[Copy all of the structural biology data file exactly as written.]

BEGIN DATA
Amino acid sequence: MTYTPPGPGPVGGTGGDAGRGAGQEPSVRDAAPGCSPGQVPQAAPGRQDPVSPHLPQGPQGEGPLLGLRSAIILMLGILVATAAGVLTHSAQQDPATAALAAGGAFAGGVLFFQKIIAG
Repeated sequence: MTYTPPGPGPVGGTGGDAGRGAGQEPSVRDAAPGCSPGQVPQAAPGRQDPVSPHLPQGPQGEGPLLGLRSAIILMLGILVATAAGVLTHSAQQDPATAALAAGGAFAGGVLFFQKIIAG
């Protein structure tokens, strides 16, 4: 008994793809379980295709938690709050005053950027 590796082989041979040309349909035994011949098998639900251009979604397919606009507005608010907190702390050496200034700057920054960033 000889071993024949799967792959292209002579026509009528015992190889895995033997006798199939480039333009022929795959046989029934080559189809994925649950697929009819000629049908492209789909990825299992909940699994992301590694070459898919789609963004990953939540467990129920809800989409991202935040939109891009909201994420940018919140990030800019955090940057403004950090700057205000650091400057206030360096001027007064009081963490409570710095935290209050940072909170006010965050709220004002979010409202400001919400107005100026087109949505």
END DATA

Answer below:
Amino acid sequence: MTYTPPGPGPVGGTGGDAGRGAGQEPSVRDAAPGCSPGQVPQAAPGRQDPVSPHLPQGPQGEGPLLGLRSAIILMLGILVATAAGVLTHSAQQDPATAALAAGGAFAGGVLFFQKIIAG
Repeated sequence: MTYTPPGPGPVGGTGGDAGRGAGQEPSVRDAAPGCSPGQVPQAAPGRQDPVSPHLPQGPQGEGPLLGLRSAIILMLGILVATAAGVLTHSAQQDPATAALAAGGAFAGGVLFFQKIIAG
């Protein structure tokens, strides 16, 4: 008994793809379980295709938690709050005053950027 590796082989041979040309349909035994011949098998639900251009979604397919606009507005608010907190702390050496200034700057920054960033 000889071993024949799967792959292209002579026509009528015992190889895995033997006798199939480039333009022929795959046989029934080559189809994925649950697929009819000629049908492209789909990825299992909940699994992301590694070459898919789609963004990953939540467990129920809800989409991202935040939109891009909201994420940018919140990030800019955090940057403004950090700057205000650091400057206030360096001027007064009081963490409570710095935290209050940072909170006010965050709220004002979010409202400001919400107005100026087109949505």